American Political Science Review

Research Article

Myopic Voters and Natural Disaster Policy

ANDREW HEALYa1 c1 and NEIL MALHOTRAa2 c2

a1 Loyola Marymount University

a2 Stanford University

Abstract

Do voters effectively hold elected officials accountable for policy decisions? Using data on natural disasters, government spending, and election returns, we show that voters reward the incumbent presidential party for delivering disaster relief spending, but not for investing in disaster preparedness spending. These inconsistencies distort the incentives of public officials, leading the government to underinvest in disaster preparedness, thereby causing substantial public welfare losses. We estimate that $1 spent on preparedness is worth about $15 in terms of the future damage it mitigates. By estimating both the determinants of policy decisions and the consequences of those policies, we provide more complete evidence about citizen competence and government accountability.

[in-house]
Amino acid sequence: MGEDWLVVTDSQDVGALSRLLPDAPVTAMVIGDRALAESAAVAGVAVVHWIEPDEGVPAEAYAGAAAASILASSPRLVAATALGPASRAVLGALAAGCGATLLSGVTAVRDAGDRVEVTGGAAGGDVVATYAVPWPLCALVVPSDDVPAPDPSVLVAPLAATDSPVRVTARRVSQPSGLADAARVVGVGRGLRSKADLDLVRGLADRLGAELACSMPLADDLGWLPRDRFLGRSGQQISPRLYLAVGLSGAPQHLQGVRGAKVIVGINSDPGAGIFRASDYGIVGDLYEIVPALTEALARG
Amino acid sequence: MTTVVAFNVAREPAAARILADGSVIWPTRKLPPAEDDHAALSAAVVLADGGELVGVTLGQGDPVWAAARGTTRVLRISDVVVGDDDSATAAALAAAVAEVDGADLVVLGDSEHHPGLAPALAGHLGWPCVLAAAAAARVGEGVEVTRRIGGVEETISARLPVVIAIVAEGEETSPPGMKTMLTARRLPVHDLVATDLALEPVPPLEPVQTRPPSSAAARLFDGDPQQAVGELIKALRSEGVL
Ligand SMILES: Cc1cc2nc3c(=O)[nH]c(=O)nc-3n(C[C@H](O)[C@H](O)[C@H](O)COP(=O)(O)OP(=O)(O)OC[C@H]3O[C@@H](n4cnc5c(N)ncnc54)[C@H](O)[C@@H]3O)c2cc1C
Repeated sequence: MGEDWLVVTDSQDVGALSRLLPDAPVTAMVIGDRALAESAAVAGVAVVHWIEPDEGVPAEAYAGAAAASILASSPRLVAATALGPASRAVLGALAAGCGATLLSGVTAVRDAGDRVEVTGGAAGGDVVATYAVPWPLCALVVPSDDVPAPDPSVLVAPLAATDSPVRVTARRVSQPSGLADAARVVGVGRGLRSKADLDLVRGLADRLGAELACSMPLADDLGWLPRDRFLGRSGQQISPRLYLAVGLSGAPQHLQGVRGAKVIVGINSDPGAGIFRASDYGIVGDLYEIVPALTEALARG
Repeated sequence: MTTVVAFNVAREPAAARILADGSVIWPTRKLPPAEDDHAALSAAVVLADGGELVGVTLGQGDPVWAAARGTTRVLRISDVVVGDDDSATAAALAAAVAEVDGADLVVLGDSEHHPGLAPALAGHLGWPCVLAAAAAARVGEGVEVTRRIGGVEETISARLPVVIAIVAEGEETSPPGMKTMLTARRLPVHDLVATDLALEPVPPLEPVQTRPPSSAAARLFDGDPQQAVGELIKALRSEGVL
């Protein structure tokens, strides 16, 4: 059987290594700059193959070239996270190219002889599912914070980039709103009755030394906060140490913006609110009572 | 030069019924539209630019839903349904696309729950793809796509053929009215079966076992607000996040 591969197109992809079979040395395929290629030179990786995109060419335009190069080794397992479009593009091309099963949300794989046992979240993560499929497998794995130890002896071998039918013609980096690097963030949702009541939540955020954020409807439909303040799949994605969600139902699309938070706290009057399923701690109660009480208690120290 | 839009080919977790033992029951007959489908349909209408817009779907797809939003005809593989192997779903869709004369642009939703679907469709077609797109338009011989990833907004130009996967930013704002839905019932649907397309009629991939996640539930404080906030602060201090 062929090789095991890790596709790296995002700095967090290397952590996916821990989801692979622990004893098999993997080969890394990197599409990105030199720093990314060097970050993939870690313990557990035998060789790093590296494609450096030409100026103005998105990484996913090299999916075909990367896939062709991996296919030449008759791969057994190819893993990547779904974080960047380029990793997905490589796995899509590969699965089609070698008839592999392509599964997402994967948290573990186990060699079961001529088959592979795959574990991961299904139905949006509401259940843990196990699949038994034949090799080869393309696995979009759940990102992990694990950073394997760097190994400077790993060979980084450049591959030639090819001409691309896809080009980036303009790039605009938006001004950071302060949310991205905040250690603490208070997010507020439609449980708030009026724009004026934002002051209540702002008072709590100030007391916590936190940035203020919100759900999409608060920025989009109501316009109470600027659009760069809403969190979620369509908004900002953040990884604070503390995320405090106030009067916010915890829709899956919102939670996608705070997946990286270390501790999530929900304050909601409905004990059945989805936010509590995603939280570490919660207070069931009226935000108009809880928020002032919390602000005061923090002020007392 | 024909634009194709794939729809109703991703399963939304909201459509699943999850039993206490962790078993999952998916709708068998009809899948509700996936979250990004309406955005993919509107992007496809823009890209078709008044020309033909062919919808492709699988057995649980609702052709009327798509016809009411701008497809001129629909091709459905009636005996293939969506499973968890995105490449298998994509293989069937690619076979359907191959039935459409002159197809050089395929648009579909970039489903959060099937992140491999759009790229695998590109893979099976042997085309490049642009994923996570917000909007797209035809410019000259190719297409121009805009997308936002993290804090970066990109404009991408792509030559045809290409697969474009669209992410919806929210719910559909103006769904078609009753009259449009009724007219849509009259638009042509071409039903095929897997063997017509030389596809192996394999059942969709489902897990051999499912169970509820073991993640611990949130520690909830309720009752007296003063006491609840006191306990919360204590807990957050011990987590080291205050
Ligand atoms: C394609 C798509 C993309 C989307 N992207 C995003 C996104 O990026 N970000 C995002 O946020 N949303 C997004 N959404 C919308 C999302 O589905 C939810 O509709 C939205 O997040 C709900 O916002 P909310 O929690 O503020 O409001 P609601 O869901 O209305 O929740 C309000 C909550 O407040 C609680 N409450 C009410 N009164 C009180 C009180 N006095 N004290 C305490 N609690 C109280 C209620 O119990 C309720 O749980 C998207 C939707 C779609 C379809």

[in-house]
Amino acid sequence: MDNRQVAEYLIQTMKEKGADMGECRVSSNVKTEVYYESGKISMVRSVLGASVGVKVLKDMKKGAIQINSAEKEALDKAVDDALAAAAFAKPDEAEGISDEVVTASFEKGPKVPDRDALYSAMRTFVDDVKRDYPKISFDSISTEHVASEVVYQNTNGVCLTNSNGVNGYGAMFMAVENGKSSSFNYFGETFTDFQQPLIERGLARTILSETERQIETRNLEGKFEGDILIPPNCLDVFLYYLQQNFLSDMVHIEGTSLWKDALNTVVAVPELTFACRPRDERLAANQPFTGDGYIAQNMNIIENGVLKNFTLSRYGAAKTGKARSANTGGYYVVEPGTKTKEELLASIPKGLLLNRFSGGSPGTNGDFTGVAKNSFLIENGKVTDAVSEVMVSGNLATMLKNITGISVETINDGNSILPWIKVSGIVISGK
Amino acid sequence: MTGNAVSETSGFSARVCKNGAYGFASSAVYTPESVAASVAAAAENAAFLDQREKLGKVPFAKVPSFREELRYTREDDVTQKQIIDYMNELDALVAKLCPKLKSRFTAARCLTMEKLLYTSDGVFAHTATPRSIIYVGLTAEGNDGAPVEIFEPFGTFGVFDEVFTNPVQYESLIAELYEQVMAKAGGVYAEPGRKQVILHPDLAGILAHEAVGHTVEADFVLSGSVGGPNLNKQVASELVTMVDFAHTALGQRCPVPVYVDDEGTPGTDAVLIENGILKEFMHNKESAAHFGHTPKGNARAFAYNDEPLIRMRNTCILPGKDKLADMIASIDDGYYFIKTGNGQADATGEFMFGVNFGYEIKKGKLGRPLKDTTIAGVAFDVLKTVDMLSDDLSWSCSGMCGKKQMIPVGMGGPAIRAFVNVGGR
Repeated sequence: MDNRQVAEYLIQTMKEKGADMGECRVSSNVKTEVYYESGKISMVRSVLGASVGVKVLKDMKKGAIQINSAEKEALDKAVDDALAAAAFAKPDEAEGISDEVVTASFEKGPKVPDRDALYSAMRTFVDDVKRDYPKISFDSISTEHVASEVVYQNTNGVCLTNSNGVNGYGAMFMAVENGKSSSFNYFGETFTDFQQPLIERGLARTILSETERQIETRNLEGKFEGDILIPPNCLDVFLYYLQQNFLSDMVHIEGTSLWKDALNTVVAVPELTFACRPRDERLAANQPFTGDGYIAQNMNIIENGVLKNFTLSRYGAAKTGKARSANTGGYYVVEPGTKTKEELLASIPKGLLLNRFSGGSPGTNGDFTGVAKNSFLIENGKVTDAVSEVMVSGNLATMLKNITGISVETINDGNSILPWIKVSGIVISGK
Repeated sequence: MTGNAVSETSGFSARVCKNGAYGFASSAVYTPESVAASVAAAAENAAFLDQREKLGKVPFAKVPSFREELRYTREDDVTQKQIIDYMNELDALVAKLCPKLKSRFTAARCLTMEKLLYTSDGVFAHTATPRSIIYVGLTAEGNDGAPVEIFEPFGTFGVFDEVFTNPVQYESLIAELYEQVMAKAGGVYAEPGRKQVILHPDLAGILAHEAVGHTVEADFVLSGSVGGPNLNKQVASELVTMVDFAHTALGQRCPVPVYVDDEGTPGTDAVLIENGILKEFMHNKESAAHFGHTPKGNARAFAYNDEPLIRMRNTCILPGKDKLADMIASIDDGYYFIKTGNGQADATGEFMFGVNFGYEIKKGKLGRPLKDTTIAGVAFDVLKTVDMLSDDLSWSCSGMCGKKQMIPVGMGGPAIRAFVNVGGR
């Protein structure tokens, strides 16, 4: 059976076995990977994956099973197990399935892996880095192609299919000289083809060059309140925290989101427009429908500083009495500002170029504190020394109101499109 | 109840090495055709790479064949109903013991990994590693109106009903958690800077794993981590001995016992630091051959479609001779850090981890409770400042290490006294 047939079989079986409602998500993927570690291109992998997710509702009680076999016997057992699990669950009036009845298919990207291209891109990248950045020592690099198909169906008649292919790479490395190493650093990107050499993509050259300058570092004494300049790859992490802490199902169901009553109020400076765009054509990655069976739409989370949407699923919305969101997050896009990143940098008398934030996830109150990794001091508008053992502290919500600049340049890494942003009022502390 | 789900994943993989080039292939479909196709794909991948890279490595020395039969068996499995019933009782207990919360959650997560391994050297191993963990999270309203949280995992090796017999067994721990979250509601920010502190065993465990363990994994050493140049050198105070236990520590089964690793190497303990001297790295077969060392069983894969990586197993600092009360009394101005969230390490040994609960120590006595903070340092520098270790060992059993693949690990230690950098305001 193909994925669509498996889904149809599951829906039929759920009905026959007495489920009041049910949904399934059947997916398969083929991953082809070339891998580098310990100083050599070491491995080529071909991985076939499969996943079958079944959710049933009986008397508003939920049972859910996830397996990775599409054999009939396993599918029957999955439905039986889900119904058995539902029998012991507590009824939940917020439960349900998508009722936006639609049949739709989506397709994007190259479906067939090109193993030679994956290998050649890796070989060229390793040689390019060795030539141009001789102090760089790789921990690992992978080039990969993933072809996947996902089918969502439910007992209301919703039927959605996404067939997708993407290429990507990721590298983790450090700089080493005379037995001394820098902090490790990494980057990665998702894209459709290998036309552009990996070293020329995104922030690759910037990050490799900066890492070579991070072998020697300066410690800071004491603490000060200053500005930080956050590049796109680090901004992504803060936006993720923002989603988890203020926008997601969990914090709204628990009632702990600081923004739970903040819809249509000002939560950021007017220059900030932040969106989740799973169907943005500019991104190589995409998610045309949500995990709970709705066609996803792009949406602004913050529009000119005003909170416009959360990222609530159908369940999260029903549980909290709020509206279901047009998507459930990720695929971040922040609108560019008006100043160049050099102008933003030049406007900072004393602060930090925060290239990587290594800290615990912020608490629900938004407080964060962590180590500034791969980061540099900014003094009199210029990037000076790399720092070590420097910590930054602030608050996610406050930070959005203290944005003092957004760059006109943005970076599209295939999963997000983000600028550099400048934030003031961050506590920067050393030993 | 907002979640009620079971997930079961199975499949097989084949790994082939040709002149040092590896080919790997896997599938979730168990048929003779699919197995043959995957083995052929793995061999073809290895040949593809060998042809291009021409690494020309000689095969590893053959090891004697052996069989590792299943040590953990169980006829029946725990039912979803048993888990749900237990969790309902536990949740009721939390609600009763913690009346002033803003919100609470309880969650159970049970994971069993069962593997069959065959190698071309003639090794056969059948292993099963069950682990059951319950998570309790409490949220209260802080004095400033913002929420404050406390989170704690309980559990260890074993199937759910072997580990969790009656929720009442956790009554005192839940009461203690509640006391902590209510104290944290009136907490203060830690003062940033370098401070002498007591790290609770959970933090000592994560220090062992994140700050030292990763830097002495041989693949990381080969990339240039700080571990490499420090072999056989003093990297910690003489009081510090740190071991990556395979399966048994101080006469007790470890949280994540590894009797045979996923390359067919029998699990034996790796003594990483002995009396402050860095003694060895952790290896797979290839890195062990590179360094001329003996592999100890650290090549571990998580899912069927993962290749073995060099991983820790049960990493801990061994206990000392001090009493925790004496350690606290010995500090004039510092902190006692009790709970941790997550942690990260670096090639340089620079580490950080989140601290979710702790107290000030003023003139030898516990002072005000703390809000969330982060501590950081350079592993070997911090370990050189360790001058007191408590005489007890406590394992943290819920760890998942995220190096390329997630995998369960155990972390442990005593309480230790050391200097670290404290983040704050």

Correspondence:

c1 Andrew Healy is Assistant Professor of Economics, Loyola Marymount University, 1 LMU Drive, University Hall 4229, Los Angeles, CA 90045 (ahealy@lmu.edu).

c2 Neil Malhotra is Assistant Professor of Political Economy, Stanford Graduate School of Business, Stanford University, 518 Memorial Way, Stanford, CA 94305 (malhotra_neil@gsb.stanford.edu).

Footnotes

We thank seminar participants from George Mason University, UCLA, and the 2008 Midwest Political Science Association meetings for helpful suggestions. We also thank Bryan Caplan, Richard Fox, Peter Hinrichs, Saumitra Jha, Daniel Posner, Ken Shotts, Laura Stoker, Kate Emans Sims, and Eric Werker for comments on earlier drafts of this article. We particularly thank Farley Howell and Susan Waller of FEMA for helpful discussions. We acknowledge Gena Gammie and Christopher Paik for excellent research assistance. Finally, we greatly appreciate helpful comments from anonymous reviewers and the coeditors of the APSR.

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